20. December 2013 · Comments Off · Categories: Adult Books, Fiction, Historical Fiction, Literary Fiction, Noelle · Tags:

The Maid's Version: A Novel by Daniel Woodrell, read by Noelle, on 12/17/2013

I’ve been a fan of Daniel Woodrell for a while, but I honestly wasn’t sure if this book would live up to all of the critical hype.  The subject matter in particular didn’t suck me in at first.  However, I eventually got quite caught up in Woodrell’s savory-rich storytelling style.  I also loved how he threw generous daggers of raw insight into the human condition all throughout the book, making the characters and their plights undeniably fascinating.

28. March 2013 · Comments Off · Categories: History, NonFiction, Tammy, Travel · Tags: , ,

50 Years of Making Memories: Silver Dollar City 1960-2010 by Jan Peterson, read by Tammy, on 03/10/2013

This is mainly a photo collection of the history of theme park, Silver Dollar City and Marvel Cave starting with the cave’s discovery. The photos also feature the theme park’s festivals, craftsman and visitors having fun in the park. It was a fun read for me, since I first went to Silver Dollar City as a sophomore in high school with my aunt and uncle, then when in college Branson was only an hour away so it was a great get-away spot for a day of fun with friends. So, the area holds lots of good memories for me.

 

24. March 2013 · Comments Off · Categories: History, Informational Book, NonFiction, Tracy · Tags:

Play Me Something Quick and Devilish by Howard Wight Marshall, read by Tracy, on 02/21/2013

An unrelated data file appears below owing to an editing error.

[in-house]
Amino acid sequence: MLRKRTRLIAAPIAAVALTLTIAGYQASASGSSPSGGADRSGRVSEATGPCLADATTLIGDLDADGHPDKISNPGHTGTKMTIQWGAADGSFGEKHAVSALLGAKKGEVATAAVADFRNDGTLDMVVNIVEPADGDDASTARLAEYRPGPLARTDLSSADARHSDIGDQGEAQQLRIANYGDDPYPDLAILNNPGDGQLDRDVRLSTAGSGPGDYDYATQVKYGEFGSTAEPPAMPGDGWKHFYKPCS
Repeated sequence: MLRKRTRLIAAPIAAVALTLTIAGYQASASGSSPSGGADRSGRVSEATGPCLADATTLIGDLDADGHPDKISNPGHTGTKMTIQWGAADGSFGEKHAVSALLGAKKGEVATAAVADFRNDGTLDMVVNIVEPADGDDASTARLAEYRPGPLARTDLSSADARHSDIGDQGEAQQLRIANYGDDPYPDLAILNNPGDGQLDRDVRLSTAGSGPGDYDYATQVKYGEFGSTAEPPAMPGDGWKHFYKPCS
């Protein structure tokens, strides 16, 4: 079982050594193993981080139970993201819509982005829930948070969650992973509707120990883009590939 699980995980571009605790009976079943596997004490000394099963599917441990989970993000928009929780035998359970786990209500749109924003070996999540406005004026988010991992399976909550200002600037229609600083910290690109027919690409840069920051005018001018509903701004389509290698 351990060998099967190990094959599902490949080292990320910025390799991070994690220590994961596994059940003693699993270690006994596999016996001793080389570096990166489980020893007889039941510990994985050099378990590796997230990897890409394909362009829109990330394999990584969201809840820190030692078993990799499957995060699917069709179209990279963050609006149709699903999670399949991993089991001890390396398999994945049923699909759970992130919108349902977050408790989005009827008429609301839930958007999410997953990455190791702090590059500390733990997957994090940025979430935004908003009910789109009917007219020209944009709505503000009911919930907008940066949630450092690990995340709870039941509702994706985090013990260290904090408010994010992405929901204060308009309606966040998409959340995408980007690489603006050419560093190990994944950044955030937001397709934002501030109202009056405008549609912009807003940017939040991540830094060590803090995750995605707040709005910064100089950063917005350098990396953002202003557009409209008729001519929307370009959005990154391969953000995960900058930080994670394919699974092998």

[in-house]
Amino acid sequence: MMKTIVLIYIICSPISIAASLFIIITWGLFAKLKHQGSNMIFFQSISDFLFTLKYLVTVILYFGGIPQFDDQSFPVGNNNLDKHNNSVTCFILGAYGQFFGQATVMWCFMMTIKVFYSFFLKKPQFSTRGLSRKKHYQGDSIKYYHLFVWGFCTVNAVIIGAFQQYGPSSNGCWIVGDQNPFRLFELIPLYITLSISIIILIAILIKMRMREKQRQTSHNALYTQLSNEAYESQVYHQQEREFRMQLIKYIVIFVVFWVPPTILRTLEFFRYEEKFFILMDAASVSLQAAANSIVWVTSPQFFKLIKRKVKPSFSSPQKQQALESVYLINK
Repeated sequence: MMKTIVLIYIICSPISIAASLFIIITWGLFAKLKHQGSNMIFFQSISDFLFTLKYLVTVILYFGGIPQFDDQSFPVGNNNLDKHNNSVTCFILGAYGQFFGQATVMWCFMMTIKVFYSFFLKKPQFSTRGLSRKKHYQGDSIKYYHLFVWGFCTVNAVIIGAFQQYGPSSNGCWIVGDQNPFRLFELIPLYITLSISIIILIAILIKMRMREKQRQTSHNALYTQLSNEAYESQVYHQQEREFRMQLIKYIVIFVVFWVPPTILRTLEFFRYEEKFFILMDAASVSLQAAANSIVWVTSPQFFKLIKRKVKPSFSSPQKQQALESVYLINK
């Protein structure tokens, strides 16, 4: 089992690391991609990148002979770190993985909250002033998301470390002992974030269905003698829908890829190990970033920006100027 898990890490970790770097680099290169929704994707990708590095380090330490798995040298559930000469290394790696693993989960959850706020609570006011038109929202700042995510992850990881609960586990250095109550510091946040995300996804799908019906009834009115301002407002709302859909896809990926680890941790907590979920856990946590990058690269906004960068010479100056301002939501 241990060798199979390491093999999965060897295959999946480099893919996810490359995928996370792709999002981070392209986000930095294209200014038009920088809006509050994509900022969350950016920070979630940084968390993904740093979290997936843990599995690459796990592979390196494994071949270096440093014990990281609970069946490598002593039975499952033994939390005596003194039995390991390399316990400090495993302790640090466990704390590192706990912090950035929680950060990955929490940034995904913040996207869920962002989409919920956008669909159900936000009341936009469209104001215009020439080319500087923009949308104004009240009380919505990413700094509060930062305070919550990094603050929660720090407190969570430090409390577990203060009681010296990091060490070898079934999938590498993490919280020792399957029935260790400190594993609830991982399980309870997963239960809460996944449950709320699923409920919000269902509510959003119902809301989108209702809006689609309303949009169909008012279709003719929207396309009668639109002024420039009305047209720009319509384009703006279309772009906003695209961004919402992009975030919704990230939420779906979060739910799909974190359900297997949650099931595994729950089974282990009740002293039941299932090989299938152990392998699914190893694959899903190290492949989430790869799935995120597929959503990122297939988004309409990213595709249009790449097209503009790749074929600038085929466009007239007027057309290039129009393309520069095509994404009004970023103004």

Since I live in Missouri and enjoy bluegrass and old-time music this book was very interesting. Also nice that it has a cd with samples of different styles of fiddling. I also found a cd on Spotify with Howard Marshall playing. Lots of photos. Missouri is full of talented fiddlers.

23. March 2012 · Comments Off · Categories: Fiction, Tammy · Tags: , , , ,

The Borrower by Rebecca Makkai , read by Tammy, on 03/22/2012

The BorrowerLucy Hull, a young children’s librarian in Hannibal, Missouri stumbles into a moral dilemma when she finds her favorite patron, ten-year-old Ian camped out in the library after hours with a knapsack of provisions and an escape plan from his homophobic parents.The precocious Ian is addicted to reading, but needs Lucy’s help to smuggle books past his overbearing mother.  Lucy allows herself to be hijacked by Ian. The odd pair embarks on a crazy road trip from Missouri to Vermont, with ferrets, an inconvenient boyfriend, and upsetting family history thrown in their path. Lucy is running away from as much or more than Ian.

There is a love of books and reading throughout this book which is quite enjoyable. How books can open new world’s to the reader and even rescue a person dealing with an overwhelming situation in their life is a wonderful message. Lucy’s relationships with Ian, her family and her friends will keep you interested but for a character who claims to be open-minded she is very preachy about her personal beliefs and why everyone else is wrong. I found the repetitive restatements of why Ian’s parents are in Lucy’s words  “completely wrong and prejudice” annoyingly ironic.